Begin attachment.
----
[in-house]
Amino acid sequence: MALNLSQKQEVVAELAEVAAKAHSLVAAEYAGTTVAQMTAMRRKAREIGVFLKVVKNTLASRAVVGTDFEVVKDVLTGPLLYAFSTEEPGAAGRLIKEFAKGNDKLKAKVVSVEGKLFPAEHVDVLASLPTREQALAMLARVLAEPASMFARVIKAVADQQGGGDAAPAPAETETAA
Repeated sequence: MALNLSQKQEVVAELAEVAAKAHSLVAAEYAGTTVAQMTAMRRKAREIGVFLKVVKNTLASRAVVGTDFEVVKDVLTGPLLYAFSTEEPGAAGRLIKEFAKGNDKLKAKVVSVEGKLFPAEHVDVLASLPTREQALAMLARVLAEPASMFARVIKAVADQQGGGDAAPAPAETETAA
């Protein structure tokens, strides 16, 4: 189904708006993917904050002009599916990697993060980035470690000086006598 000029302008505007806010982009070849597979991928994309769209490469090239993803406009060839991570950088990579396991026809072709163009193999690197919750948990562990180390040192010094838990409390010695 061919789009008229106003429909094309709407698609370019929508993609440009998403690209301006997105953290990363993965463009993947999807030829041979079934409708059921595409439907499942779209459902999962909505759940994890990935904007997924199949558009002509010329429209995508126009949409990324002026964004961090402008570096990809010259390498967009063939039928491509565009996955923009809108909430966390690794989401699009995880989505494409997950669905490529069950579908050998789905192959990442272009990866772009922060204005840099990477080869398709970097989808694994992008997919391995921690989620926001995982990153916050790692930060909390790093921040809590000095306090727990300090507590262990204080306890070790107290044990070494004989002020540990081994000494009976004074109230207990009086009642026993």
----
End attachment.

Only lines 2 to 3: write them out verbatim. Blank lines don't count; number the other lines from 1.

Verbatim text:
Amino acid sequence: MALNLSQKQEVVAELAEVAAKAHSLVAAEYAGTTVAQMTAMRRKAREIGVFLKVVKNTLASRAVVGTDFEVVKDVLTGPLLYAFSTEEPGAAGRLIKEFAKGNDKLKAKVVSVEGKLFPAEHVDVLASLPTREQALAMLARVLAEPASMFARVIKAVADQQGGGDAAPAPAETETAA
Repeated sequence: MALNLSQKQEVVAELAEVAAKAHSLVAAEYAGTTVAQMTAMRRKAREIGVFLKVVKNTLASRAVVGTDFEVVKDVLTGPLLYAFSTEEPGAAGRLIKEFAKGNDKLKAKVVSVEGKLFPAEHVDVLASLPTREQALAMLARVLAEPASMFARVIKAVADQQGGGDAAPAPAETETAA